The Aramark representative (name not given) cites some possible transportation issues that resulted in the food quality; however, the portion sizes provided are regulated by USDA and Aramark adheres to those portion regulations.

SC Gignac questions why satellite schools do not have more than one food choice. Aramark representative states there are some choices (hot meal, salad, and sandwich choice). Both SC Gignac and SC Hoey who were making a visit noted that on this visit a salad and “hot meal” were offered, but not the sandwich option which should have offered.  Both SC members note that school lunch is especially important to students in this setting as the in-school meal is possibly the only meal the students access. SC Gignac repeats that he would like to see an improvement prior to awarding an extension. SC Hoey notes that the quality of food at the alternative school (LeBlanc) was poor; the food quality was unacceptable and needs to be improved.  SC Gignac photographed the food he observed during his school visit and shared that image with other school committee members.

SC Doherty proposes a motion like to take the Aramark expenditure out of Permissions to Enter.

The unnamed Aramark representative mentions that the Lowell management group is working with Worcester’s operation to learn if there are improvements that can be initiated in Lowell.  Mayor Kennedy asks for explanation as to why a sandwich choice would have be missing from a day’s delivery (snow days, delivery issues, food choice not ordered).  If I understood this conversation correctly, there was an assertion that the school clerk at times makes lunch selection decisions (see my comments following). 

A second Aramark representative, Sharon Lagasse, visited Worcester’s satellite program and explains that the hope is to learn some techniques for efficiency that could be implemented in Lowell to improve satellite school food service.

SC Gignac asks for permission for LeBlanc Social Worker to speak to the concerns from the school’s perspective (older students need more food/larger portion, noticing the difference in portion sizes and options offered at LHS (where some of the students at this school originate) causes students to feel that they don’t deserve equitably food service quality, and sometimes lunch offering is a motivation for students to attend school).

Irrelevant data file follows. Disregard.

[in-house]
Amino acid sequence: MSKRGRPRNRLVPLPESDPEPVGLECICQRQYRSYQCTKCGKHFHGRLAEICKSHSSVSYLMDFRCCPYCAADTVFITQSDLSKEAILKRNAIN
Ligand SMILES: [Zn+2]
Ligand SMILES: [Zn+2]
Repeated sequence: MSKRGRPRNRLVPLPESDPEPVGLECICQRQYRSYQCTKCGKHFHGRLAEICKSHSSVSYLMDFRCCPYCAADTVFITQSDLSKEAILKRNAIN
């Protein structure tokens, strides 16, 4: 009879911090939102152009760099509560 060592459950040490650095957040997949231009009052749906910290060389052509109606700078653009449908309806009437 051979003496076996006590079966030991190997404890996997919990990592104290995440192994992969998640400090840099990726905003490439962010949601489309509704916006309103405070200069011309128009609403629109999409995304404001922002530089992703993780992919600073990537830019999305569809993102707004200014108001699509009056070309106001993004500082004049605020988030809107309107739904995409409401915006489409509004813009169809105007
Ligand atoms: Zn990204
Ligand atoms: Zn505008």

Dr. Khelfaoui asserts that delaying the line item approval is a bad idea. He expresses disappointment that he is hearing about the meal issues for the first time at this school committee meeting. States that he will issue a directive about the procedure for lunch choice will be in place as of tomorrow and feels this is a communication issue, not a food quality issue.

SC Gendron asks if delaying this line item from tonight’s Permissions until next meeting would have any ill-effects. Mr. Frisch feels he can give a report of what corrections can be or have been be implemented by the next meeting and the line item can be re-entered.  Ms. Omoyeni speaks in favor of SC Doherty’s motion – not a punitive process but an investigative process. Roll call 6 yeas, 1 absent, approved.

Some years ago, there was an effort to provide students with more than one choice for lunch: a hot choice, a salad, and a sandwich. To manage food preparations, students at the elementary school where I taught (which did have a kitchen), made their lunch choice of lunch from the menu when they arrived in the morning. Those lunch counts were sent to the school clerk in the morning and forwarded to the kitchen staff.  In a satellite school, I’d imagine that a similar process takes place with the count of how many lunches of each category sent to the central kitchen by the school’s clerk. The policy at the time in the school in which I worked was that students who arrived tardy, were served the hot lunch choice by default. I wonder if the reference to a clerk “making lunch choices” might be confused with the clerk transmitting lunch counts and, if a student arrived tardy, the sandwich/salad choices were not available for practicality. 

School lunch, as some Committee Members noted, can sometimes be the only real meal a student eats during a day – that is a sad fact for some students living below the poverty line. Lunches that are unappealing and fresh foods that have gone beyond expiration should never be served no matter what. Pressing the pause button before engaging an extension of a food contract, even a one-year contract, not only sends the message that the School Committee cares about the quality of meals served to our students, but lets a very large corporate contractor know that the expectation for quality and healthy food service is a priority. As Ms. Omoyeni noted, this pause is not punitive, it is informative.